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Think tank scotches fears of national living wage job losses

New research from the independent Centre for London think tank has moved to quell fears that the government’s new national living wage could see small businesses laying off staff as they cannot afford the rise.

In a report written by Kitty Ussher, a leading economist and former treasury minister in Gordon Brown’s Labour government, the think tank used the Low Pay Commission’s modelling techniques (which are currently used to set the minimum wage) to measure the workforce impact of the national living wage.

And despite many institutions, including the CBI, warning that the national living wage will lead to job losses nationally, the think tank claim that employment in the capital will not suffer.

However it did recognise the problems in applying a one-size-fits-all minimum wage across different regions.

While London could support a higher minimum wage in the long-term, setting a nationwide rate at a level suitable for London could have a negative impact on other parts of the UK.

The Centre for London pointed to the example of US cities such as Seattle and San Francisco have successfully introduced city-wide minimum wage levels as a potential solution.

Ussher said: “Our research shows that there remains a case for a London minimum wage: even after the introduction of the national living wage for over-25s, low paid younger people in London can get a pay rise without jeopardising jobs.

“But on top of that, it is now becoming clear that the 60,000 people across the UK who are estimated to lose their jobs as a result of the introduction of a national living wage, are unlikely to live in London.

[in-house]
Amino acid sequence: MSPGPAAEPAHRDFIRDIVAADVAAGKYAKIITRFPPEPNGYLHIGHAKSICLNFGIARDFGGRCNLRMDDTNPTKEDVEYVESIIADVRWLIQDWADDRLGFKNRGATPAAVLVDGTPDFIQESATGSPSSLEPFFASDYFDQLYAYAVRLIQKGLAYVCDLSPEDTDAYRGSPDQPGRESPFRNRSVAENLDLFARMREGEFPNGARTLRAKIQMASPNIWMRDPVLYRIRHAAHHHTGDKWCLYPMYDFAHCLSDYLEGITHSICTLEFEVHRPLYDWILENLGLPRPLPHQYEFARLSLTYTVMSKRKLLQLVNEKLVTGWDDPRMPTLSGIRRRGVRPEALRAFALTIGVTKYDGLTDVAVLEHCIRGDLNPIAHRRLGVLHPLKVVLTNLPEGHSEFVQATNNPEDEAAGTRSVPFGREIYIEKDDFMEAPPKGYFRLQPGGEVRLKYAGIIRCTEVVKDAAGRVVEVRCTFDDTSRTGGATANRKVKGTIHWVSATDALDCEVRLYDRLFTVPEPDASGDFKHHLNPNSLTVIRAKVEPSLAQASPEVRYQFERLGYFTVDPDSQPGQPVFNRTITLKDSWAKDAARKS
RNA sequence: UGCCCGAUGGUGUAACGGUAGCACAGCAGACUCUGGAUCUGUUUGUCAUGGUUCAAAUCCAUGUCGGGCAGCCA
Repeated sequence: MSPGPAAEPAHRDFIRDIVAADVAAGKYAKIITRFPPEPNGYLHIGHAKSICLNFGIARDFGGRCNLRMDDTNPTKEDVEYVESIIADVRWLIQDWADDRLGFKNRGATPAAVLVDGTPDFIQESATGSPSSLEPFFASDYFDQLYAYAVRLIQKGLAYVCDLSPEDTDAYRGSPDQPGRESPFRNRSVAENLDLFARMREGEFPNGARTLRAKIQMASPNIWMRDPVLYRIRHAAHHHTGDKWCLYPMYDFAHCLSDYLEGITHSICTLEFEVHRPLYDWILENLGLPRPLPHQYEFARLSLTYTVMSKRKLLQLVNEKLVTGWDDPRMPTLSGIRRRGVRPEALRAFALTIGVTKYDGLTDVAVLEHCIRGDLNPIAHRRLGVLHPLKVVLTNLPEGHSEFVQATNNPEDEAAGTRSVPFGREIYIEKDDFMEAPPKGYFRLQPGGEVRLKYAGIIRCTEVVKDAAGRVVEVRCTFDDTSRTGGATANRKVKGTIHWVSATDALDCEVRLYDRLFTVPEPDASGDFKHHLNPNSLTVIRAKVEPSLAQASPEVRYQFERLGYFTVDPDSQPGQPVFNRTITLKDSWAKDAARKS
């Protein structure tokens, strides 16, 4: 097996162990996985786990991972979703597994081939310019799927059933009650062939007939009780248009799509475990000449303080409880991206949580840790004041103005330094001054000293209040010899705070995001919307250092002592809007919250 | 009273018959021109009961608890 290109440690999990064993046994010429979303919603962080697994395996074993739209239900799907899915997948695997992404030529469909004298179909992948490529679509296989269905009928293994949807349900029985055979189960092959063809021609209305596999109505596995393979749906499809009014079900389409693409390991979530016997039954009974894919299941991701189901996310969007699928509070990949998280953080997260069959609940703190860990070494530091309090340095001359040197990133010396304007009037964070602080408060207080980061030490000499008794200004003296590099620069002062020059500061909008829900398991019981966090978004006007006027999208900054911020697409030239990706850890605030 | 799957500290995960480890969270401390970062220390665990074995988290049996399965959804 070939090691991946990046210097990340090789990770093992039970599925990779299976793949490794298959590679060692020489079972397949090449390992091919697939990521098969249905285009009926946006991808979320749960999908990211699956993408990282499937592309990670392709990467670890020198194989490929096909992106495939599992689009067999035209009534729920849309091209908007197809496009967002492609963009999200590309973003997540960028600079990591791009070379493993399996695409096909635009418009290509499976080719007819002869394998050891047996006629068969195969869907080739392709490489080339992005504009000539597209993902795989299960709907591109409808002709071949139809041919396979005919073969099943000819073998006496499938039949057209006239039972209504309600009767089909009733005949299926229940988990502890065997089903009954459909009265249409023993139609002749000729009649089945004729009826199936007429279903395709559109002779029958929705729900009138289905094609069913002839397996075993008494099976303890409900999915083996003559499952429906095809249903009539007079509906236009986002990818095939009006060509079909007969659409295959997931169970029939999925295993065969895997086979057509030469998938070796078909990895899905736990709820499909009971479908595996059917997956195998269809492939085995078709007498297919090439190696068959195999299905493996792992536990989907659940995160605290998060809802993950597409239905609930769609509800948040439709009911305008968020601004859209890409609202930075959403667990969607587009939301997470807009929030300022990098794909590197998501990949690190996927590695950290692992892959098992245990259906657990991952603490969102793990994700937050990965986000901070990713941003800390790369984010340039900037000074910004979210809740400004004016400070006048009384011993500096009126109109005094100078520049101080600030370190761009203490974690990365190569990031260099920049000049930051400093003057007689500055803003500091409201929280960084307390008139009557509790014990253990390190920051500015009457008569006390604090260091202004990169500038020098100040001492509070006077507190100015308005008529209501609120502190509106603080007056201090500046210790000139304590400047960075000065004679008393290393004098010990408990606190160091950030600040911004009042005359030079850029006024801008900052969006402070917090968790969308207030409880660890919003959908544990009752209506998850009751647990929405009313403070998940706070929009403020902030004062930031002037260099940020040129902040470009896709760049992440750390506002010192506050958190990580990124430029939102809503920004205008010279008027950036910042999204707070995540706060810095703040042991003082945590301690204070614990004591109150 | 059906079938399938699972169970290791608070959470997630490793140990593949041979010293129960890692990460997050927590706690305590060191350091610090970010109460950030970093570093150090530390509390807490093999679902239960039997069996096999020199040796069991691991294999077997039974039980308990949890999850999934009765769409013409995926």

“It is time for the Chancellor to explain where these job losses are likely to come, and what his plans are to support those affected.”

Ben Rogers, director, Centre for London, added: “There have been many warning that the new Living Wage will lead to job losses.

“This report shows that if jobs are lost they will not be in London – this could lead to an even wider economic gap between London and the rest of the UK. It is time for the government to take a closer look at the regional minimum wages which have been a huge success is American cities.”

And Bharat Mehta, chief executive of Trust for London, agreed that the time is right to introduce a localalised minimum wage.

Mehta said: “It costs between 20% and 50% more for different households to reach a decent standard of living in London than in the rest of the country.

“With poorer Londoners only getting paid around 12% more than their counterparts outside of the capital, there is a clear case for London having its own higher minimum wage.”

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